• Weigh yourself once per week - “Monitoring your weight on a weekly basis provides a fairly accurate weight trend and, more importantly, an early detection of any weight regain, which allows you to adjust behaviors accordingly,” Bartfield said of the 75 percent of NWCR members who weigh in weekly.
• Get in one hour of moderate physical activity each day - “Snow shoveling, vacuuming, taking the stairs – you don’t have to run like a hamster on a wheel for 60 minutes. Take three, 20-minute brisk walks, or compile the one hour based on a series of activities,” Bartfield said. More than 90 percent of NWCR members engage in one hour of moderate exercise daily.
• Watch fewer than 10 hours of TV per week - “Many argue they don’t have time to exercise, but when I ask them to count the hours they spend watching TV or surfing the Net, they are able to find the time for activities where they are moving instead of sitting,” Bartfield said. Sixty-two percent of NWCR members watch fewer than 10 hours per week.
What not to do:
• Overestimate amount of physical activity - “Park your car farther away, take the stairs, manually change TV channels – these are all simple ways to get more physical activity and you need to write them down as they are performed to keep yourself honest,” Bartfield said. “Also, wearing a pedometer can help accurately document and track your progress.”
• Underestimate caloric intake - “I was ordering the No. 1 meal, not the 4,500-calorie meal, and so was everyone else in line at the fast-food restaurant,” Villarreal said. “When I began keeping a food journal, and documenting the calories, I was shocked to learn I was eating more than my daily requirement for calories in my lunch alone.”
• Set unrealistic goals - “Patients often set vague and outcome-related goals such as “weigh 150 pounds by summer” or “exercise more.” Goals need to be specific and attainable. Instead of trying to get to a certain weight, start by trying to lose 10 percent of your weight – that amount has been shown to have a statistically significant improvement in health and reduction in risk of obesity-related disease. “Success in meeting initial goals will foster additional weight-loss behavior,” Bartfield said. “I love cola and used to drink it all day; I substituted diet cola in my diet,” Villarreal said. “I was shocked to see that one simple change actually helped me to lose weight. That success motivated me to put forth more effort.”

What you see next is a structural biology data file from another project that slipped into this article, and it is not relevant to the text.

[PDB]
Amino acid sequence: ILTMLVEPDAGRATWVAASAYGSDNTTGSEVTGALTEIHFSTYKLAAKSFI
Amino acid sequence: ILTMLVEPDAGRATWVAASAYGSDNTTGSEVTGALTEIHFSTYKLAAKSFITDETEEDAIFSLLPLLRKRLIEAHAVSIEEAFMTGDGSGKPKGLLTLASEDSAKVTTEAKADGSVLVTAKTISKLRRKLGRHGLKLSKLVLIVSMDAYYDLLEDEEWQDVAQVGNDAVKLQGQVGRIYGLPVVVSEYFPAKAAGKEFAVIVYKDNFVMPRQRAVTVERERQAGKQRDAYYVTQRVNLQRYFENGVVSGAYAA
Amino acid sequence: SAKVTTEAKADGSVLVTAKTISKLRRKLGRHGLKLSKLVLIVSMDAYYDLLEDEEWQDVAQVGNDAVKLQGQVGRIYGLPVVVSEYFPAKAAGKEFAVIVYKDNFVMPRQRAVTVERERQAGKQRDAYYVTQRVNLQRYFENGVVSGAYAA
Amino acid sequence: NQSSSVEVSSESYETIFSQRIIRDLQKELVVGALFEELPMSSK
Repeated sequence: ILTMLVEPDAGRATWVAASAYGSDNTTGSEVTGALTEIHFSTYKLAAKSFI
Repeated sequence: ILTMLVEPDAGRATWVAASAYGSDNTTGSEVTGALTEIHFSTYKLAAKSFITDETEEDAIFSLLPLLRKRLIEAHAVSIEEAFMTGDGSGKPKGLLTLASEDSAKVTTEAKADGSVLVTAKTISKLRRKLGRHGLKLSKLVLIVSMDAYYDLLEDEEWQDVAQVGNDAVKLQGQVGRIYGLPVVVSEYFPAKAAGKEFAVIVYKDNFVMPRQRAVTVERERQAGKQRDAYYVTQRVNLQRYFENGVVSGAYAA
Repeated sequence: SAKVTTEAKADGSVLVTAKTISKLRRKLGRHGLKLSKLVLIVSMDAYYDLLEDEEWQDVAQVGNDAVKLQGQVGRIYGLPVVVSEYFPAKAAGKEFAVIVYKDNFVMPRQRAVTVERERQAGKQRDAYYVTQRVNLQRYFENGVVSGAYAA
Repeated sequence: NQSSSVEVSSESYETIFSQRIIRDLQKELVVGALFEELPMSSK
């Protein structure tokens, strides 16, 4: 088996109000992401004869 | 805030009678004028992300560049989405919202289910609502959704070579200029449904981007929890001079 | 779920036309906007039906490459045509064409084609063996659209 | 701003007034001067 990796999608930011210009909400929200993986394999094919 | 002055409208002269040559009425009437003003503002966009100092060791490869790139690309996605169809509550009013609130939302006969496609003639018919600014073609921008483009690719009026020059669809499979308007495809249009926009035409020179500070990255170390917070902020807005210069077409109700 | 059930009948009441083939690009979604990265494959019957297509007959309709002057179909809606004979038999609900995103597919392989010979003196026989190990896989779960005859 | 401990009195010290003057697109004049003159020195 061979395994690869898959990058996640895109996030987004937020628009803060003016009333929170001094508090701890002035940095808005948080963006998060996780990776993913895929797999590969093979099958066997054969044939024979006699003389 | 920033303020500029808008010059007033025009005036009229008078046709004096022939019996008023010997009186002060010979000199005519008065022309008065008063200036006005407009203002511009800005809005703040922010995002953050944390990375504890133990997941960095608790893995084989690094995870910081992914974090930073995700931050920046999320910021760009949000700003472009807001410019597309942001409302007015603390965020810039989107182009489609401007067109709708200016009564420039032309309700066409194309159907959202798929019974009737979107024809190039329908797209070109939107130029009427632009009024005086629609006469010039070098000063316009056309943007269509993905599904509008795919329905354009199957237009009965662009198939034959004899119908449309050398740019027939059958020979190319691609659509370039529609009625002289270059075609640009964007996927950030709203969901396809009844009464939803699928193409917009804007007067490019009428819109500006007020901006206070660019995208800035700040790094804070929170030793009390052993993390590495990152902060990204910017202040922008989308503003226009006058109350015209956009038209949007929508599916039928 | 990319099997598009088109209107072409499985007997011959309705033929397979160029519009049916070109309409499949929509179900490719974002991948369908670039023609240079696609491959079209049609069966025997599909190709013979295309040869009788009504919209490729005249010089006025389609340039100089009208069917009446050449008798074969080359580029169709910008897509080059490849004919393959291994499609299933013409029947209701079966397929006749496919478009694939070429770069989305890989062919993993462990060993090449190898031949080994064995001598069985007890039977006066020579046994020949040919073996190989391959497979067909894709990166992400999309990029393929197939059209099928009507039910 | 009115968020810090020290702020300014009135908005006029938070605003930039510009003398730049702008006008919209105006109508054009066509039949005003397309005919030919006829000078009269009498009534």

• Lack of consistency - “Eat at regular intervals seven days per week,” she said. “Being ‘good’ on the weekdays and then splurging on the weekend creates a harmful cycle that discourages weight loss.”
• Failure to plan for setbacks - “When you learn to drive, or learn a sport or musical instrument, you make mistakes and you have an experienced instructor – maybe even several – to help correct the mistakes and prevent repeats. Enlist a trusted friend, or enroll in a program to learn and master the rules of weight loss,” Bartfield said.
And for teens who want to lose weight? “Treating child and adolescent obesity needs to be a family effort; families need to change behaviors,” Bartfield said. “Research shows that families – and even couples – who change behavior together are the most successful.”